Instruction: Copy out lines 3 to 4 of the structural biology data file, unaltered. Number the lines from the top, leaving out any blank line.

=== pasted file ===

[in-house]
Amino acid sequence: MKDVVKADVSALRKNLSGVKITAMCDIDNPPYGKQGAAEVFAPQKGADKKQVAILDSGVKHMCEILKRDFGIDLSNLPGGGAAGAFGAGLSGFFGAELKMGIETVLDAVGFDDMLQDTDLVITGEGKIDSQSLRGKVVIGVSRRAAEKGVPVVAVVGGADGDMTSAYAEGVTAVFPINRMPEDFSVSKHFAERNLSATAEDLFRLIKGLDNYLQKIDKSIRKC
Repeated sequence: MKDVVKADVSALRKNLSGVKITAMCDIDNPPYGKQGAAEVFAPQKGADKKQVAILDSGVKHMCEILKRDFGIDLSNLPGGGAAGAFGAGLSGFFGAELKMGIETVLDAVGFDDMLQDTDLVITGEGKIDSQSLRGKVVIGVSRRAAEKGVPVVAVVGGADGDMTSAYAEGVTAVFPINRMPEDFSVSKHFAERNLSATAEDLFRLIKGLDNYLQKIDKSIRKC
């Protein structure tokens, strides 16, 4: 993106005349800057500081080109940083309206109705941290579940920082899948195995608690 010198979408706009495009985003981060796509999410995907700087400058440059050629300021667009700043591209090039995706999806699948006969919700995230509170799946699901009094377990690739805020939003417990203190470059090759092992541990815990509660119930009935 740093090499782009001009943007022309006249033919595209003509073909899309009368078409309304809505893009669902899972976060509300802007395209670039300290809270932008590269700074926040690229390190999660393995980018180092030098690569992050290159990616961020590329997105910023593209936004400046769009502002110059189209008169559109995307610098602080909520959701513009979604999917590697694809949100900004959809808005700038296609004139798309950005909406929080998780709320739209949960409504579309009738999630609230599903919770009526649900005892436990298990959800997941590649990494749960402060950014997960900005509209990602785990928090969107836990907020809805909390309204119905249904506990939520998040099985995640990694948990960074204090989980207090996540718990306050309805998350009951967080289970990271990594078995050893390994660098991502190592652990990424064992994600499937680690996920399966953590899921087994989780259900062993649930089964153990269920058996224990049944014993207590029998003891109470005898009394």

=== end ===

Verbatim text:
Repeated sequence: MKDVVKADVSALRKNLSGVKITAMCDIDNPPYGKQGAAEVFAPQKGADKKQVAILDSGVKHMCEILKRDFGIDLSNLPGGGAAGAFGAGLSGFFGAELKMGIETVLDAVGFDDMLQDTDLVITGEGKIDSQSLRGKVVIGVSRRAAEKGVPVVAVVGGADGDMTSAYAEGVTAVFPINRMPEDFSVSKHFAERNLSATAEDLFRLIKGLDNYLQKIDKSIRKC
């Protein structure tokens, strides 16, 4: 993106005349800057500081080109940083309206109705941290579940920082899948195995608690 010198979408706009495009985003981060796509999410995907700087400058440059050629300021667009700043591209090039995706999806699948006969919700995230509170799946699901009094377990690739805020939003417990203190470059090759092992541990815990509660119930009935 740093090499782009001009943007022309006249033919595209003509073909899309009368078409309304809505893009669902899972976060509300802007395209670039300290809270932008590269700074926040690229390190999660393995980018180092030098690569992050290159990616961020590329997105910023593209936004400046769009502002110059189209008169559109995307610098602080909520959701513009979604999917590697694809949100900004959809808005700038296609004139798309950005909406929080998780709320739209949960409504579309009738999630609230599903919770009526649900005892436990298990959800997941590649990494749960402060950014997960900005509209990602785990928090969107836990907020809805909390309204119905249904506990939520998040099985995640990694948990960074204090989980207090996540718990306050309805998350009951967080289970990271990594078995050893390994660098991502190592652990990424064992994600499937680690996920399966953590899921087994989780259900062993649930089964153990269920058996224990049944014993207590029998003891109470005898009394």